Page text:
Don't roll this stone
Kidney stones are not worth the pain, doctors say
A veteran urologist, Uwais Zaid, MD, has heard the comparisons.
Pain from a kidney stone is like giving birth.
“It’s true,” says the man who provides care at OSF HealthCare in Alton, Illinois.
“It’s horrible. They just can’t get comfortable. They’re writhing around in pain,” Dr. Zaid says of people suffering from a calcification-turned-blockage in the urinary tract.
“When the kidney gets obstructed, everything gets swollen upstream. That causes everything to get stretched out,” Dr. Zaid explains. “And it hurts a lot. Your body responds with severe pain in the flank area. It’s a sharp, stabbing pain.”
Other signs: you suddenly start feeling an urgency to urinate or your urine is anything but clear or yellow.
All those unpleasant symptoms are why prevention of kidney stones is key. It starts with what you put in your body.
Drink plenty of water, Dr. Zaid says. Doctors even recognize a “kidney stone belt” in the southern United States where people deal with sweltering weather and dehydration.
Avoid excess salt and sugar in your diet. That means cut back on soda and sweet tea. Too much meat, nuts and leafy vegetables can also cause problems.
“Other risk factors include a family history of kidney stones. Chronic diarrhea can cause dehydration and a loss of electrolytes,” Dr. Zaid says.
For small kidney stones – less than five millimeters across, or about the size of an eraser on the end of a pencil – a provider may see if the stones can pass out of your body through the urethra on their own. Medication can help with that.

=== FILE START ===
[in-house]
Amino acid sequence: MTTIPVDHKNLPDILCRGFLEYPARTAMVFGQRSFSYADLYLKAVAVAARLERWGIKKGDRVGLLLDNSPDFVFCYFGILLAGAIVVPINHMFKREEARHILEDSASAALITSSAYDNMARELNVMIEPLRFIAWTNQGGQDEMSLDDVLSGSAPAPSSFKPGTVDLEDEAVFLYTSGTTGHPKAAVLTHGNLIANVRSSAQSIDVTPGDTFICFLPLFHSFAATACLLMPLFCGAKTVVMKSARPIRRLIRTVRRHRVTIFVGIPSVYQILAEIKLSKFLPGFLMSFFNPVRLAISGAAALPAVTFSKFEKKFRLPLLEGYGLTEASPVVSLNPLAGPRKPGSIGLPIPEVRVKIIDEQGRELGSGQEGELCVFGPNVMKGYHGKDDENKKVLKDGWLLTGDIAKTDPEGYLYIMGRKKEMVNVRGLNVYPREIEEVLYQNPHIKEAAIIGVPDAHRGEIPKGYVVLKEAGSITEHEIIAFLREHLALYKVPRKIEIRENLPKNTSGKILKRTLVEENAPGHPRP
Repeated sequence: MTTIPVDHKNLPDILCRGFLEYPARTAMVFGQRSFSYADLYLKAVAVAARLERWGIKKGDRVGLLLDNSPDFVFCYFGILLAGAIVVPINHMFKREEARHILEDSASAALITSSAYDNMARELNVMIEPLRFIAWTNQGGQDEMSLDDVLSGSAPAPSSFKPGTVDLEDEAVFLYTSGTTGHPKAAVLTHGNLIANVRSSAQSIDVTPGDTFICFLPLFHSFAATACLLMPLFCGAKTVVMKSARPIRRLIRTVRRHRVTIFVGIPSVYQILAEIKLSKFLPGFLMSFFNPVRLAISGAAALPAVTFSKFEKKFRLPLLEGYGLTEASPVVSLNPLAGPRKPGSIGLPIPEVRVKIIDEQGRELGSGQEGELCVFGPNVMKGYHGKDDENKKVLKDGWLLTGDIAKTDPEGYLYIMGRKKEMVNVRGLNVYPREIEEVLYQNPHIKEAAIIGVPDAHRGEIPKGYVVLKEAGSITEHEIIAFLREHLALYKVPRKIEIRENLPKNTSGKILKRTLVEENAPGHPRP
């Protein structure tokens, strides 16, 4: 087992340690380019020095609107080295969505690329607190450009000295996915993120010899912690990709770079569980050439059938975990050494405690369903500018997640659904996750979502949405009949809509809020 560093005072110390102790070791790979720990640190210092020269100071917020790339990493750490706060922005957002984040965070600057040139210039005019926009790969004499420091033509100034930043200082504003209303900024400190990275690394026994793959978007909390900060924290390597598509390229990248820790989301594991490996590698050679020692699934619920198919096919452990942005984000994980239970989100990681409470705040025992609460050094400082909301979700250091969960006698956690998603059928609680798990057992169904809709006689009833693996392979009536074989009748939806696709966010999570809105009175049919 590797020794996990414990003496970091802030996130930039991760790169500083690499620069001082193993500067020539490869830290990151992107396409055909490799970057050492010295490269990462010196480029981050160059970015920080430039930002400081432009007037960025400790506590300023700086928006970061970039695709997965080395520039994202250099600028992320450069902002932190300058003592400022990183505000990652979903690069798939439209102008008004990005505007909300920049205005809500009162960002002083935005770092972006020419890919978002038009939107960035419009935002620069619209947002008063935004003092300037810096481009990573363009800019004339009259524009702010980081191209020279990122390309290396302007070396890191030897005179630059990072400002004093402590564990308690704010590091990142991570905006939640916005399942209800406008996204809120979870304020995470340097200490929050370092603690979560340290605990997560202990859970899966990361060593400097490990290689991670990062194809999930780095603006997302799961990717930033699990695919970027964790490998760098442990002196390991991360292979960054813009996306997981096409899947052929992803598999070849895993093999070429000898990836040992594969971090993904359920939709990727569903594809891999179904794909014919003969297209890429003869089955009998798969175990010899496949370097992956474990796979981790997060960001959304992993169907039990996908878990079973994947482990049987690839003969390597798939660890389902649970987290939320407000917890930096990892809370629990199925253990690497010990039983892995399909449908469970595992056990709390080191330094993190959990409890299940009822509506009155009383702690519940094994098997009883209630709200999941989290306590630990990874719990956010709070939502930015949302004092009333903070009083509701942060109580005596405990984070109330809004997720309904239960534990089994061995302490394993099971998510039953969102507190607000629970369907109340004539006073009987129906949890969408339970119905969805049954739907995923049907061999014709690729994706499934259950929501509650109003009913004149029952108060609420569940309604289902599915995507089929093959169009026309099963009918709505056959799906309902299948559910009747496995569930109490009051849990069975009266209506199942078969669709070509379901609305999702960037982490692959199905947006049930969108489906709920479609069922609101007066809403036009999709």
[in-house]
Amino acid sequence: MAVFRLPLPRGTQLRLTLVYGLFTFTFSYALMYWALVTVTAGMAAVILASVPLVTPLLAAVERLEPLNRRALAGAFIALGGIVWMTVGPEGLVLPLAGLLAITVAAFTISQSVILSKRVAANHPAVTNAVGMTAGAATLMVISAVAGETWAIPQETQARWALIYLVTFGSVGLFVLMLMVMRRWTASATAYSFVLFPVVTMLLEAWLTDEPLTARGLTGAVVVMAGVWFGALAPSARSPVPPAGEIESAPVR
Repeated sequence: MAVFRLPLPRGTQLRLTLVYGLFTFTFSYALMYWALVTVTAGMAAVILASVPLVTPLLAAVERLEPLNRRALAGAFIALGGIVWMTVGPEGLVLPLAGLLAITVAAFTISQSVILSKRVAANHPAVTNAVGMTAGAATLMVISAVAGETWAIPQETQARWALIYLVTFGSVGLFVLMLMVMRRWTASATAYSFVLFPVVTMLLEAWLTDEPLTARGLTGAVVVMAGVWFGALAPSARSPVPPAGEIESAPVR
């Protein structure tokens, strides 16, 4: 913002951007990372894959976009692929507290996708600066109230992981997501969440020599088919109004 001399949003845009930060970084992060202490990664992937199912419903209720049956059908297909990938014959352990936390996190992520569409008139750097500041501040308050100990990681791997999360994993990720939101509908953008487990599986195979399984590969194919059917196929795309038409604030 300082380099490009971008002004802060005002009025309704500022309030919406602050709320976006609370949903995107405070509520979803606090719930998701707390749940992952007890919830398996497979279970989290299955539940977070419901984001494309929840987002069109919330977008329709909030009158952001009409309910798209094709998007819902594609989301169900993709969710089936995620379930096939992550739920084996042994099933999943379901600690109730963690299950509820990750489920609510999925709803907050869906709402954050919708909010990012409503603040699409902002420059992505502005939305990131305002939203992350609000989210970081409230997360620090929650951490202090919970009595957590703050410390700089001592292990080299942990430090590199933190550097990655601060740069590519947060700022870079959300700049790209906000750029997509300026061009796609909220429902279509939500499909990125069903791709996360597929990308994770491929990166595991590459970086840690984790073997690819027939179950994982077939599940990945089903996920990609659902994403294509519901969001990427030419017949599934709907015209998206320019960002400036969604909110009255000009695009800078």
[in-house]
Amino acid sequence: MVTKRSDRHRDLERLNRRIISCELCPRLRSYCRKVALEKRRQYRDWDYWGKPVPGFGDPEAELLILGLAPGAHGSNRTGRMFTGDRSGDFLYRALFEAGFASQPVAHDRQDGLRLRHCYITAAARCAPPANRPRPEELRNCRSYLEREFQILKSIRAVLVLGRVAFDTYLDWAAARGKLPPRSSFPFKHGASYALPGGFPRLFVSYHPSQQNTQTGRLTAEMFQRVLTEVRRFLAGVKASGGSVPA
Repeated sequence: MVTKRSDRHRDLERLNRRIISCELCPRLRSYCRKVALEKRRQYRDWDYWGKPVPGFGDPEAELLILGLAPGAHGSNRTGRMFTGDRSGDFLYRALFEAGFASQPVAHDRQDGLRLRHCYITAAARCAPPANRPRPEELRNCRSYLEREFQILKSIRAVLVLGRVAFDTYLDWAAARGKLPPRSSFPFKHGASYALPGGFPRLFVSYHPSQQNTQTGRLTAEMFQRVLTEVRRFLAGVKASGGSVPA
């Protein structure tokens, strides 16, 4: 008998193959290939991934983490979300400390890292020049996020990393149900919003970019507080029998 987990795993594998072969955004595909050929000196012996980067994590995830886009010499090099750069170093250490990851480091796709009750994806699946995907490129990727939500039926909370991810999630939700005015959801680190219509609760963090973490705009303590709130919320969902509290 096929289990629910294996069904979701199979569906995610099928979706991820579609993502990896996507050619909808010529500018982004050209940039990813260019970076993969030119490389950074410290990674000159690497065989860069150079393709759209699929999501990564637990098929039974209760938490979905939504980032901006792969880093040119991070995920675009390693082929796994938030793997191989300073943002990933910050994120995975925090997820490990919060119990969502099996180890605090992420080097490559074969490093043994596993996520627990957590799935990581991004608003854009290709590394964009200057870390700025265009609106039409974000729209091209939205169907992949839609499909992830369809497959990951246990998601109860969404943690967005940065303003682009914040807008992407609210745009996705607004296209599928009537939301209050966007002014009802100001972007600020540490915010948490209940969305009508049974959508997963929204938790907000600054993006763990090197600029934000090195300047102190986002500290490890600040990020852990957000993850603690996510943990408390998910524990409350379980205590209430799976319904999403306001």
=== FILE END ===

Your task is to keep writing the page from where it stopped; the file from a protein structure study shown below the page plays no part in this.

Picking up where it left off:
But for trickier stones, there are several ways doctors can intervene. Dr. Zaid says providers can blast sound waves at the kidney stone from outside the body to break the stone apart. A doctor can send a camera through the urinary system, find the stone, use a laser to fragment it and remove the pieces. For larger stones – two to four centimeters – surgery involves an incision through your back to reach the stone, break it apart and remove it.
If you have symptoms of a kidney stone, don’t try to tough it out. Your symptoms may subside, but there may still be issues that could turn serious. Instead, see a doctor right away. They will perform a CT scan or ultrasound to find the cause of the pain, then develop a treatment plan.
“If the kidney remains obstructed for several weeks, that can lead to kidney damage,” Dr. Zaid warns. “If the kidney stone causes urine to get infected upstream, that can lead to sepsis, which is a life-threatening infection.”
Learn more about kidney stones on the OSF HealthCare health library and the OSF HealthCare blog.
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